Sackler family pausing donations as top museums cut ties to OxyContin maker
A number of major art institutions and charities are suspending a consistent source of funding because of an ongoing opioid scandal.
The Sackler family has come under scrutiny in light of a legal battle involving the pharmaceutical company that they own — Purdue Pharma.
The Sackler Trust regularly donates to museums like the Metropolitan Museum of Art in New York and the Tate museums in the United Kingdom (UK), but now those museums and others are reviewing or refusing Sackler donations in light of the civil cases against certain family members and Purdue Pharma.
The chair of the Sackler Trust released a statement Tuesday noting that “the current press attention that these legal cases in the United States is generating has created immense pressure on the scientific, medical, educational and arts institutions here in the UK,” adding that “This attention is distracting them from the important work that they do.”
“The Trustees of the Sackler Trust have taken the difficult decision to temporarily pause all new philanthropic giving, while still honouring existing commitments,” Dame Theresa Sackler, the chair of the Sackler Trust said in a statement released on behalf of the trustees.
“I am deeply saddened by the addiction crisis in America and support the actions Purdue Pharma is taking to help tackle the situation, whilst still rejecting the false allegations made against the company and several members of the Sackler family,” her statement reads.
The statement ends by noting their continued commitment to the causes but “at this moment it is the better course for the Trust to halt all new giving until we can be confident that it will not be a distraction for institutions that are applying for grants.”
The decision to suspend their charitable giving comes after several high profile institutions already cut or loosened their ties to the controversial family.
The president and CEO of the Metropolitan Museum of Art released a statement saying they are “conducting a review of our gift acceptance policies” but acknowledges that the funding they have received from the Sackler family through the years “reflects the complexity that is common in this area.”
“The Sacklers began supporting The Met over 50 years ago – decades before the invention of opioids and the public health crisis that has later ensued. The contemporary Sackler family is large and there are varying relationships among these branches with Purdue Pharma (some have had no relationship with the company for decades),” Daniel Weiss said in the Met’s statement, adding that they have not received any gifts from the family in the past two years.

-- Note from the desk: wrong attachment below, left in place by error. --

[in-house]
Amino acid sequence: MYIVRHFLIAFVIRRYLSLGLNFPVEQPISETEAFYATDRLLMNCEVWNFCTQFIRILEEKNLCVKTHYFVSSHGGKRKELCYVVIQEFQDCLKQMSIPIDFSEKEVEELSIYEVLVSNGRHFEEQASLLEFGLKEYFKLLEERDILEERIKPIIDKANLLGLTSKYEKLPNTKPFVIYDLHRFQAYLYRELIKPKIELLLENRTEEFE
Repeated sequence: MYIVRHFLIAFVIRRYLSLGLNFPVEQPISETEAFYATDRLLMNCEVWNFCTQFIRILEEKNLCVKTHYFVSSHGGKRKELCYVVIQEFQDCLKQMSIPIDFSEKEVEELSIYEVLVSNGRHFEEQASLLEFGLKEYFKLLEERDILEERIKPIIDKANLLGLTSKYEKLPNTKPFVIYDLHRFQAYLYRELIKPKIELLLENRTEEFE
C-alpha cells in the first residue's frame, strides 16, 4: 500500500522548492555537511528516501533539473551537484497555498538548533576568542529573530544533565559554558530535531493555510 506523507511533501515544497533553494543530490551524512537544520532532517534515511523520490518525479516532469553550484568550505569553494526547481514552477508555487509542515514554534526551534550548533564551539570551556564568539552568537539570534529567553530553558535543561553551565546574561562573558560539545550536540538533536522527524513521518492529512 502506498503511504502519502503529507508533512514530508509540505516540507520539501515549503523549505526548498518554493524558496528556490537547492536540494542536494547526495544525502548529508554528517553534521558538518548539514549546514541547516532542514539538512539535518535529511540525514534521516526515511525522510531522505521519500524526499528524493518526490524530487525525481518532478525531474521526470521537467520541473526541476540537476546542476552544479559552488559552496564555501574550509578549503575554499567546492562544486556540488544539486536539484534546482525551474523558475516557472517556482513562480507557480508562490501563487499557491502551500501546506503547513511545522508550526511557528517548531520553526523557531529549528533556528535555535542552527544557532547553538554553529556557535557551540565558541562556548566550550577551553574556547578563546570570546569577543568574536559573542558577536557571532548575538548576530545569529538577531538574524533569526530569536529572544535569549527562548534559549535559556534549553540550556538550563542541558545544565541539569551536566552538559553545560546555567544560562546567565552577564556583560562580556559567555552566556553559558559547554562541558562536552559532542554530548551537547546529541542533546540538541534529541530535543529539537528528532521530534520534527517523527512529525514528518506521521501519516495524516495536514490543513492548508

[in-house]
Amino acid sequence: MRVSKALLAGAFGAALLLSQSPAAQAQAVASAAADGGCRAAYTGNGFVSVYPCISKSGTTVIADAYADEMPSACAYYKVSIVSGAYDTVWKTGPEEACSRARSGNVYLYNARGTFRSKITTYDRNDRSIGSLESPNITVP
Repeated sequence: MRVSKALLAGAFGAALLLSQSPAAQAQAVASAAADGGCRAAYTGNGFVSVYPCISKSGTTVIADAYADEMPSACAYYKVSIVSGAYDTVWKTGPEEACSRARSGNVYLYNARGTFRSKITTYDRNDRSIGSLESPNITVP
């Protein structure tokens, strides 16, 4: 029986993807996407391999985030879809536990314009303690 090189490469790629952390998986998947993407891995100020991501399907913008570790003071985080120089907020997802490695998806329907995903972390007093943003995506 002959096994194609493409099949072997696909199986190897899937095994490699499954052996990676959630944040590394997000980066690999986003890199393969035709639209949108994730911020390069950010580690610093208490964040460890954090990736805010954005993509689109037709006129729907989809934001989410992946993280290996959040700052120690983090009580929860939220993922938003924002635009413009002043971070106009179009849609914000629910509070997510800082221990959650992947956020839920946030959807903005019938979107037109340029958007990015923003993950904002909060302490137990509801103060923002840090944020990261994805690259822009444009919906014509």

The Guggenheim Museum noted that while they have received a total of $9 million in donations from the family between 1995 and 2015, they have not received any gifts since.
“No additional gifts are planned, and the Guggenheim does not plan to accept any gifts,” the museum said in their statement, though not making any suggestion that they would be returning the earlier gifts.
The Smithsonian, which has a gallery named after donor Arthur M. Sackler, released a statement in February noting that the gallery opened in 1987 — the same year of his death, and “eight years before OxyContin was approved for sale,” the statement notes.
In a subsequent statement, Linda St. Thomas, the chief spokesperson for the Smithsonian Institution, said that “at this time, we have no plans to approach any member of the Sackler family for a donation.”
Similar distancing has taken place across the pond, with the Tate galleries, which include museums like the Tate Modern and Tate Britain, confirming in a statement to ABC News that while the family has “given generously to Tate in the past,” they will not be removing references to past Sackler donations but will not be accepting any further donations from the family.
The National Portrait Gallery also announced last week that they would not be accepting what The New York Times describes as a long-discussed $1.3 million donation.
Source: Read Full Article